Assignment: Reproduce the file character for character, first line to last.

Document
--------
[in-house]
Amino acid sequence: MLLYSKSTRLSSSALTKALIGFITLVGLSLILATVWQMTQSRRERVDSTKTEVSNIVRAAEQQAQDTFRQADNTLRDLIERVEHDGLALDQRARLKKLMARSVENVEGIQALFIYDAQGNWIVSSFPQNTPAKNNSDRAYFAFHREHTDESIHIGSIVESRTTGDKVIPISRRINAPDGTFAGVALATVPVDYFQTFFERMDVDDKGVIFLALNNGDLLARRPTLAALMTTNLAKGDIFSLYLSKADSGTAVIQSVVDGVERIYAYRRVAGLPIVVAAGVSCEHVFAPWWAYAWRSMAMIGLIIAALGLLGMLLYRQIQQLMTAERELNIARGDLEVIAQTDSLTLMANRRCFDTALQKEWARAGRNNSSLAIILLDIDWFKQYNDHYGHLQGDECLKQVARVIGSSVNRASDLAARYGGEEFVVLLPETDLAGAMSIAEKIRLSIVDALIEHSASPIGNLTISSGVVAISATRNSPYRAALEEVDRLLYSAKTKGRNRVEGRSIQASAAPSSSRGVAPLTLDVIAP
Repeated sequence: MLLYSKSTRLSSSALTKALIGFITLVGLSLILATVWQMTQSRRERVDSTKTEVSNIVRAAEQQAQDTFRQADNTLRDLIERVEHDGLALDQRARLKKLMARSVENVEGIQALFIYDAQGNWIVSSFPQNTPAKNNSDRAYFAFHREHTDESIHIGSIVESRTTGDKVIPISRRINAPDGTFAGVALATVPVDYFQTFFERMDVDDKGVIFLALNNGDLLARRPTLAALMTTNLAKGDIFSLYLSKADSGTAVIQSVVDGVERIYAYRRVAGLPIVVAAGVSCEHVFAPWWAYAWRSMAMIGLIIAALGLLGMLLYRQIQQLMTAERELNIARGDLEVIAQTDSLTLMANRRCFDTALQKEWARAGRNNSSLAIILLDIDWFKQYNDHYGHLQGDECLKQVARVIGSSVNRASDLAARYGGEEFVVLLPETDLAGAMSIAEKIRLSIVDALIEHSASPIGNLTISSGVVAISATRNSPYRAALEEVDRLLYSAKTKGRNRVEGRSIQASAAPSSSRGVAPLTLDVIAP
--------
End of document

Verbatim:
[in-house]
Amino acid sequence: MLLYSKSTRLSSSALTKALIGFITLVGLSLILATVWQMTQSRRERVDSTKTEVSNIVRAAEQQAQDTFRQADNTLRDLIERVEHDGLALDQRARLKKLMARSVENVEGIQALFIYDAQGNWIVSSFPQNTPAKNNSDRAYFAFHREHTDESIHIGSIVESRTTGDKVIPISRRINAPDGTFAGVALATVPVDYFQTFFERMDVDDKGVIFLALNNGDLLARRPTLAALMTTNLAKGDIFSLYLSKADSGTAVIQSVVDGVERIYAYRRVAGLPIVVAAGVSCEHVFAPWWAYAWRSMAMIGLIIAALGLLGMLLYRQIQQLMTAERELNIARGDLEVIAQTDSLTLMANRRCFDTALQKEWARAGRNNSSLAIILLDIDWFKQYNDHYGHLQGDECLKQVARVIGSSVNRASDLAARYGGEEFVVLLPETDLAGAMSIAEKIRLSIVDALIEHSASPIGNLTISSGVVAISATRNSPYRAALEEVDRLLYSAKTKGRNRVEGRSIQASAAPSSSRGVAPLTLDVIAP
Repeated sequence: MLLYSKSTRLSSSALTKALIGFITLVGLSLILATVWQMTQSRRERVDSTKTEVSNIVRAAEQQAQDTFRQADNTLRDLIERVEHDGLALDQRARLKKLMARSVENVEGIQALFIYDAQGNWIVSSFPQNTPAKNNSDRAYFAFHREHTDESIHIGSIVESRTTGDKVIPISRRINAPDGTFAGVALATVPVDYFQTFFERMDVDDKGVIFLALNNGDLLARRPTLAALMTTNLAKGDIFSLYLSKADSGTAVIQSVVDGVERIYAYRRVAGLPIVVAAGVSCEHVFAPWWAYAWRSMAMIGLIIAALGLLGMLLYRQIQQLMTAERELNIARGDLEVIAQTDSLTLMANRRCFDTALQKEWARAGRNNSSLAIILLDIDWFKQYNDHYGHLQGDECLKQVARVIGSSVNRASDLAARYGGEEFVVLLPETDLAGAMSIAEKIRLSIVDALIEHSASPIGNLTISSGVVAISATRNSPYRAALEEVDRLLYSAKTKGRNRVEGRSIQASAAPSSSRGVAPLTLDVIAP